This content is from: Innovation
Vice Fund Founder Bets On Gaming
Less than six months after bolting from the fund that made his name, Vice Fund founder Dan Ahrens is back with a new socially irresponsible venture. Ahrens' new firm, Dallas-based Ahrens Advisors, has filed a preliminary prospectus with the SEC for the Gaming and Casino Fund, which he will manage.
Less than six months after bolting from the fund that made his name, Vice Fund founder Dan Ahrens is back with a new socially irresponsible venture. Ahrens' new firm, Dallas-based Ahrens Advisors, has filed a preliminary prospectus with the Securities and Exchange Commission for the Gaming and Casino Fund, which he will manage.
As the name suggests, the new fund focuses on one of the four areas represented in the Vice Fund, with at least 80% of the Gaming and Casino Fund's assets invested in about 40 to 50 of the names in its namesake sector, mostly in blend and growth stocks. Up to a 25% of the fund may be invested in foreign securities.
That quarter may prove important for the fund's returns, says Deutsche Bank gaming analyst Marc Falcone. "The global outlook for the gaming industry is great," he says. "The United States is a relatively mature marketplace, and it's difficult to find the growth rates that have previously existed. There are unique opportunities in the U.S., but there could be more exciting opportunities globally, in the U.K., in Asia, online."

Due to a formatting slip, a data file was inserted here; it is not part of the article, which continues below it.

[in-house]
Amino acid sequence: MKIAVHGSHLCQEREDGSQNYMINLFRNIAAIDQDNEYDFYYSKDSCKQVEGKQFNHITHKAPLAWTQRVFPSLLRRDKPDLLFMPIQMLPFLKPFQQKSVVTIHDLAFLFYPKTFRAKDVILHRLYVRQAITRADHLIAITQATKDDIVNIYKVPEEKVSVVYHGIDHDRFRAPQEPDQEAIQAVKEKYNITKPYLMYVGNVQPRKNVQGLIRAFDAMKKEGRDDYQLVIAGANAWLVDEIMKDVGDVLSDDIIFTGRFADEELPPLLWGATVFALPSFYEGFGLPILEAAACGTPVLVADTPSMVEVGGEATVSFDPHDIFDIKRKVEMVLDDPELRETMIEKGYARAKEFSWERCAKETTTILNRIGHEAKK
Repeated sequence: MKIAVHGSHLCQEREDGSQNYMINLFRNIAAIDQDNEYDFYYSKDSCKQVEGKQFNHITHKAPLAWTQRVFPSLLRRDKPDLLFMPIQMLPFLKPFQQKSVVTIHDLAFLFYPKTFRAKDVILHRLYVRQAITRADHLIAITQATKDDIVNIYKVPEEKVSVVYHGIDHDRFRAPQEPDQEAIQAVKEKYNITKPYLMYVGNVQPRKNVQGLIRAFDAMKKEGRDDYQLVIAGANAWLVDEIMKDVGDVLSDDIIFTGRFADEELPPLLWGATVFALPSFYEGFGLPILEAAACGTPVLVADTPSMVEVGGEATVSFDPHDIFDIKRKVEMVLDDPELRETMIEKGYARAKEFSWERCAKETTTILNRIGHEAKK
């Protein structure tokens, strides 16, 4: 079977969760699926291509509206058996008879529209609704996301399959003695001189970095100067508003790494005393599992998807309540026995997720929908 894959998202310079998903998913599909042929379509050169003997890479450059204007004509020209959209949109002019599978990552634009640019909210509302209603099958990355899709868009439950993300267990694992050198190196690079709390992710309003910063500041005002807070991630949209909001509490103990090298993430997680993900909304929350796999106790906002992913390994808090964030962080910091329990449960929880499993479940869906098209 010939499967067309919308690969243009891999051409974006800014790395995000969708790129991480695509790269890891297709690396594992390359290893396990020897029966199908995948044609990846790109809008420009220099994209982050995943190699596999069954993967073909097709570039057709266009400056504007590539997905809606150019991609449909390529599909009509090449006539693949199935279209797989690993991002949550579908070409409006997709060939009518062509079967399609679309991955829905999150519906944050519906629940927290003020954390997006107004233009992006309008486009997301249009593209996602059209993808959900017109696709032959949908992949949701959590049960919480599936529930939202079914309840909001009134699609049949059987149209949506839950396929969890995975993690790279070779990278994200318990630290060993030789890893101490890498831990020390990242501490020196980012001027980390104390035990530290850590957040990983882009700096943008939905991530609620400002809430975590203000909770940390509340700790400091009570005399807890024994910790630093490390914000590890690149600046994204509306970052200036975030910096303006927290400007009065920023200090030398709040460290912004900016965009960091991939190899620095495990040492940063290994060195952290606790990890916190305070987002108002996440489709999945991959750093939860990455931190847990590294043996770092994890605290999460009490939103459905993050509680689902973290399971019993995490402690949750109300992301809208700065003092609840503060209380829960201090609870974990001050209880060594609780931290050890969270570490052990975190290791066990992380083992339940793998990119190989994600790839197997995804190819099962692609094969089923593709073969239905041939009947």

The $45 million Vice Fund, known for its strategy of investing in alcohol, defense, gambling, tobacco and weapons, in spite of a recent rough patch, boasts a better than 25% three-year annualized return, mostly under Ahrens' stewardship, which ended Sept. 7. Ahrens told InstitutionalInvestor.com in December that his departure was precipitated by "disagreements with the control people" at the fund's adviser, Mutual Advisers. Three Mutual executives were indicted on market-timing charges in 2004, though neither the Vice Fund nor Mutual Advisors itself have been implicated.
Ahrens' new fund will charge an expense ratio of 170 basis points. Though relatively high, it's still 5 bps lower than the Vice Fund, indicating that there is no love lost between Ahrens, the author of the book Investing in Vice: The Recession-Proof Portfolio of Booze, Bets, Bombs, and Butts, and Mutual Advisers. The minimum initial investment is $5,000, twice that at Vice.